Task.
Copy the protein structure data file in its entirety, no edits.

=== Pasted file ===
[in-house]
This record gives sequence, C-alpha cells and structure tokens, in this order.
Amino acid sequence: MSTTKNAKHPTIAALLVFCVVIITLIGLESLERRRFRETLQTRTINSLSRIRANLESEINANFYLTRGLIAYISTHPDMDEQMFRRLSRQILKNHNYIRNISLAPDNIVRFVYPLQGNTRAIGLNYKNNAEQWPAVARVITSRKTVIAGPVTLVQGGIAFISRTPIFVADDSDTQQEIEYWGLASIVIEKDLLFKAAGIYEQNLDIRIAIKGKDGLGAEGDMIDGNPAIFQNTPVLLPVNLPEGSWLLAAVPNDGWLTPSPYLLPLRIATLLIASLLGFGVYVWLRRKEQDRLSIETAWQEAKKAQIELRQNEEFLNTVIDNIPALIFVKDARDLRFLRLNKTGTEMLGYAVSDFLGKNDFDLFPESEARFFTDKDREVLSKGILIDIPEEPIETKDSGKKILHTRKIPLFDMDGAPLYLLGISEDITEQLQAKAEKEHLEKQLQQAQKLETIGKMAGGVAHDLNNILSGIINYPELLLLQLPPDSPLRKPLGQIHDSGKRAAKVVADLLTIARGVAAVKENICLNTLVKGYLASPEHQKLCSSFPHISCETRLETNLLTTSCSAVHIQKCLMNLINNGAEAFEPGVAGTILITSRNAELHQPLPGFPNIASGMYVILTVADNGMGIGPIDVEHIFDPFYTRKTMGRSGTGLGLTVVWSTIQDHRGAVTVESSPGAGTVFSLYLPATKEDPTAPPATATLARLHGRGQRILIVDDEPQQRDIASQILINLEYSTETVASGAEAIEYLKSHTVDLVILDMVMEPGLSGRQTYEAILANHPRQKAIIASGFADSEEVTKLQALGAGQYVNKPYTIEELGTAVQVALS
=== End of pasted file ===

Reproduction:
[in-house]
This record gives sequence, C-alpha cells and structure tokens, in this order.
Amino acid sequence: MSTTKNAKHPTIAALLVFCVVIITLIGLESLERRRFRETLQTRTINSLSRIRANLESEINANFYLTRGLIAYISTHPDMDEQMFRRLSRQILKNHNYIRNISLAPDNIVRFVYPLQGNTRAIGLNYKNNAEQWPAVARVITSRKTVIAGPVTLVQGGIAFISRTPIFVADDSDTQQEIEYWGLASIVIEKDLLFKAAGIYEQNLDIRIAIKGKDGLGAEGDMIDGNPAIFQNTPVLLPVNLPEGSWLLAAVPNDGWLTPSPYLLPLRIATLLIASLLGFGVYVWLRRKEQDRLSIETAWQEAKKAQIELRQNEEFLNTVIDNIPALIFVKDARDLRFLRLNKTGTEMLGYAVSDFLGKNDFDLFPESEARFFTDKDREVLSKGILIDIPEEPIETKDSGKKILHTRKIPLFDMDGAPLYLLGISEDITEQLQAKAEKEHLEKQLQQAQKLETIGKMAGGVAHDLNNILSGIINYPELLLLQLPPDSPLRKPLGQIHDSGKRAAKVVADLLTIARGVAAVKENICLNTLVKGYLASPEHQKLCSSFPHISCETRLETNLLTTSCSAVHIQKCLMNLINNGAEAFEPGVAGTILITSRNAELHQPLPGFPNIASGMYVILTVADNGMGIGPIDVEHIFDPFYTRKTMGRSGTGLGLTVVWSTIQDHRGAVTVESSPGAGTVFSLYLPATKEDPTAPPATATLARLHGRGQRILIVDDEPQQRDIASQILINLEYSTETVASGAEAIEYLKSHTVDLVILDMVMEPGLSGRQTYEAILANHPRQKAIIASGFADSEEVTKLQALGAGQYVNKPYTIEELGTAVQVALS